Sunday, December 5, 2010
For this week's Iron Chef Blogger Challenge, Lauren chose Thanksgiving leftovers. However, I didn't have any Thanksgiving leftovers, and it would have been weird anyway because my family chose an untraditional Thanksgiving dinner of seafood, egg rolls and assorted vegetables. But! As it turned out, I found this turkey meatball recipe with cranberry sauce that I wanted to make because I needed to review these fusion brands appetizer spoons for work (Kitchenware News & Housewares Review), and it sounded like a good recipe. The thought behind it is good, but I thought the turkey meatballs were too dry and I didn't like the cranberry sauce. Oh well. The appetizer spoons were cute.
Herbed Turkey Meatballs with Cranberry Sauce (adapted from Pink Parsley)
1 Tbsp unsalted butter
1/2 yellow onion, finely chopped
1 celery stalk, finely chopped (I didn't use any celery since I didn't have any)
1 lb ground turkey
1 cup fresh bread crumbs
1 egg (Pink Parsley suggest subbing 1/4 cup pumpkin puree for the egg)
2 Tbsp fresh oregano, minced (I used dried)
1/2 tsp poultry seasoning
2 Tbsp fresh parsley, minced (I used dried)
1/2 tsp kosher salt
1/4 tsp black pepper
2/3 cup orange juice
1 shallot minced (I didn't have any shallots)
1 cup fresh or frozen cranberries
1/4 cup sugar
Preheat the oven to 425 degrees and lightly oil a baking sheet.
In a small skillet, melt the butter over medium heat. Add the onion and celery and cook until softened about 4-5 minutes. Remove from heat and cool to room temperature.
In a large bowl combine the celery and onion, turkey, bread crumbs, egg, oregano, poultry seasoning, parsley, salt and pepper. Gently incorporate with your hands. Form the mixture into meatballs and drop onto your cookie sheet.
Bake in the oven for about 10 minutes, until cooked through.
Prepare the cranberry sauce while the meatballs are in the oven. Combine orange juice, shallots, cranberries, and sugar in a medium skillet. Cook over medium heat until the cranberries pop and the mixture begins to thicken.
Serve the meatballs with the cranberry sauce.
Thursday, December 2, 2010
The secret ingredient a couple weeks for ICBC was pudding. I don't actually like pudding, so I didn't eat any of this pie, but the Tuesday night dinner crew finished off the whole thing so I feel safe recommending it. The preparation was super easy too, which is another big plus for it. I'm going to put it on the Tuesday night dinner dessert short list. I found the recipe on FoodGawker, and it comes from chaos in the kitchen. One of the reviews of the pie was that it was pretty sweet, so you could probably take the sugar down just a notch.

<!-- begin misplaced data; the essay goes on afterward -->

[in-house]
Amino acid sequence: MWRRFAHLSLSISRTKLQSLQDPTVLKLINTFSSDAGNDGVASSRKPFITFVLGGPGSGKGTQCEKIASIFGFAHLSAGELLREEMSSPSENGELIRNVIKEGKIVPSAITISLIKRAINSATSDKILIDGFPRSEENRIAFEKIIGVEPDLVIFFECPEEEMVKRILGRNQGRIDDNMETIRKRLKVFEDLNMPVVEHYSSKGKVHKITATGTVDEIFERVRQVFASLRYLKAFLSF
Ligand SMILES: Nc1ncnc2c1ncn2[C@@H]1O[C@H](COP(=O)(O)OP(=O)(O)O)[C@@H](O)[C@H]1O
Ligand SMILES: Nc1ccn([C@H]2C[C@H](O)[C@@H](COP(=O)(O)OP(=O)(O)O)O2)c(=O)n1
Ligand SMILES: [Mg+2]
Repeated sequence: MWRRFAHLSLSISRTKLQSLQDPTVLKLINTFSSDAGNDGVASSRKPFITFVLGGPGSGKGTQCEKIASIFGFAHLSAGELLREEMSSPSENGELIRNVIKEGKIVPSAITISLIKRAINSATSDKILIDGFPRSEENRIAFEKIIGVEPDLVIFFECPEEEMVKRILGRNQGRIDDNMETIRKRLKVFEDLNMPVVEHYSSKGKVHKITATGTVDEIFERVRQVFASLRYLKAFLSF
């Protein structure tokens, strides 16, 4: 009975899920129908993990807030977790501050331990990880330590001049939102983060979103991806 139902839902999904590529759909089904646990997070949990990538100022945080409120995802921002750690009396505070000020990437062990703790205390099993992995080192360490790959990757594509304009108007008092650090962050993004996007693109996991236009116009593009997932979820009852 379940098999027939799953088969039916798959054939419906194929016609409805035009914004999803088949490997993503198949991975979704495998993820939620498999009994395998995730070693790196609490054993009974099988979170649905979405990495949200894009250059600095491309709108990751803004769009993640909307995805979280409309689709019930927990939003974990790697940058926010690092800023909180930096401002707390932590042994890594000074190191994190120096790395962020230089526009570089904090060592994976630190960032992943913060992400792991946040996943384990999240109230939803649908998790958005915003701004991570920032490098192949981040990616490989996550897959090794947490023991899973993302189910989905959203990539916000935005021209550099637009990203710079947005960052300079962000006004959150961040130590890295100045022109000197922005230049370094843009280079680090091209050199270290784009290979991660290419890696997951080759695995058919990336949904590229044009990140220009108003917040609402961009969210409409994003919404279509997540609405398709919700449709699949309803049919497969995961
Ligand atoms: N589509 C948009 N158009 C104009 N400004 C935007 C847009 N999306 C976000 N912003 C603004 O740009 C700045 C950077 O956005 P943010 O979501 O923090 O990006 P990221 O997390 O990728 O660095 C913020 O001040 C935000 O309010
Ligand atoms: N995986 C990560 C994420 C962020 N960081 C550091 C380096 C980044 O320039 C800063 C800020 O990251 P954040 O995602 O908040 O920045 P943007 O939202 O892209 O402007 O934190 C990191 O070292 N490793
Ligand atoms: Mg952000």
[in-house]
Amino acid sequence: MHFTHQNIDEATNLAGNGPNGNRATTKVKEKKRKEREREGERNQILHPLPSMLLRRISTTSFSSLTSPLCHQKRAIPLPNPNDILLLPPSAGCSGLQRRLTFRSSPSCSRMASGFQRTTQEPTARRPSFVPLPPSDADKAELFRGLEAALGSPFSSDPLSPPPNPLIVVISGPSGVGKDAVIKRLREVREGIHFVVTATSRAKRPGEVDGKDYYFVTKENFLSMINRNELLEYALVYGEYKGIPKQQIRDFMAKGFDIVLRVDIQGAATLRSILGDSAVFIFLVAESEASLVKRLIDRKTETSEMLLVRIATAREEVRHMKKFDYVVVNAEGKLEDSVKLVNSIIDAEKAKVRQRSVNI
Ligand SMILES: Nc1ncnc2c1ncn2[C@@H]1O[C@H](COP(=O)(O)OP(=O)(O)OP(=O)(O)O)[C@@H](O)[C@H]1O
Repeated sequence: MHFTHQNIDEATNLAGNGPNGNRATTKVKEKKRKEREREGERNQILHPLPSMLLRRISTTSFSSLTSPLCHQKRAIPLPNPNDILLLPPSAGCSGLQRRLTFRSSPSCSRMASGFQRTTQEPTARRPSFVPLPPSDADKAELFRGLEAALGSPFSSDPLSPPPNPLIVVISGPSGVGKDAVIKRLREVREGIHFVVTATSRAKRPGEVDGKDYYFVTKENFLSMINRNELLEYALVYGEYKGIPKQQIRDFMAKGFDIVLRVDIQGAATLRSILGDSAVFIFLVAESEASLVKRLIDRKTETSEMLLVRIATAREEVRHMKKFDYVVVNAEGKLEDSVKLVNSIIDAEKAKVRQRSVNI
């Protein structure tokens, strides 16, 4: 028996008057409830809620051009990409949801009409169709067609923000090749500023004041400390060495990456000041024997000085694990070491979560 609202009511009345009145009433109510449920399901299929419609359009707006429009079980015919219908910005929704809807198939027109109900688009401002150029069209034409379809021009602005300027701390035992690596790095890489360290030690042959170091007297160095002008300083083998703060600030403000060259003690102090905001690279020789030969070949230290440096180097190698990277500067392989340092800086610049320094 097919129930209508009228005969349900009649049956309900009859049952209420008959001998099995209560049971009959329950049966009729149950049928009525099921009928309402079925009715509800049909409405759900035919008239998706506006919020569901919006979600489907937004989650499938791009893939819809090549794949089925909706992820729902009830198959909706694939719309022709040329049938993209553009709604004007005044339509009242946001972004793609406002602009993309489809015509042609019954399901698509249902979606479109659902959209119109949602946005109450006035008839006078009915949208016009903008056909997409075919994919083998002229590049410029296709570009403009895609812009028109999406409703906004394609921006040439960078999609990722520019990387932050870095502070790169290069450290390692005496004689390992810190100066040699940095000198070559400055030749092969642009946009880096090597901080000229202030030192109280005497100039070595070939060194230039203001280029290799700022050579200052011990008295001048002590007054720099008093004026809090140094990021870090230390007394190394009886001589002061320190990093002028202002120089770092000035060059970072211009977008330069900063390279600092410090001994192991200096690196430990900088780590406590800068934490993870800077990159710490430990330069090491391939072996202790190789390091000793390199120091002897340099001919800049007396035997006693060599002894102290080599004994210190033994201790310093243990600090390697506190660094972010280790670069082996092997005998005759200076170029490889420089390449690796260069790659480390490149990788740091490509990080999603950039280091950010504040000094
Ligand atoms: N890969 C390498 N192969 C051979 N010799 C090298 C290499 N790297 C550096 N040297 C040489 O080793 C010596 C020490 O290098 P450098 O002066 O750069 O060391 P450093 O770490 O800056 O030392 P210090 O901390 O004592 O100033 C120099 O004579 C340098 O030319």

Chocolate Pudding Pie (from chaos in the kitchen)
1 pie shell, prepared and baked
2 cups milk
3 egg yolks, beaten
3/4 cup sugar
1/4 tsp salt
5 Tbsp flour
3 Tbsp cocoa
2 Tbsp butter, chopped
1 tsp vanilla
Combine milk, egg yolks, sugar, salt, flour and cocoa in a cold saucepan. Stir thoroughly to combine.
Turn heat to medium, stir constantly until thick but do not boil.
Once thick, remove from heat, stir in butter and vanilla. Let mixture cool slightly and pour into baked pie shell. Chill. I served it with a spoonful of Cool Whip. Enjoy!
Friday, November 12, 2010
I bought a jar of pesto last weekend, thinking it'd be good for a couple meals. I used it in the beginning of the week tossed with some pasta, chicken and portobello mushrooms. Then I used it last night after zumba to make these delicious chicken pesto sandwiches. I was going to cook the chicken in my grill pan, but was feeling lazy and concerned about how long that would take, and it was already after 8 p.m. Instead I cut the chicken up into bite-size pieces and quickly browned it in a saute pan with some olive oil. I spread some jarred pesto onto one half of a kaiser roll, some chicken on the other half, a slice of havarti cheese over the chicken and cooked it under the broiler for a few minutes, to melt the cheese and toast the bread. The havarti melted beautifully over the chicken. I then added a little sliced red onion and marinated artichoke hearts, and had a delicious chicken pesto sandwich for dinner with a side of curly fries.
Wednesday, November 10, 2010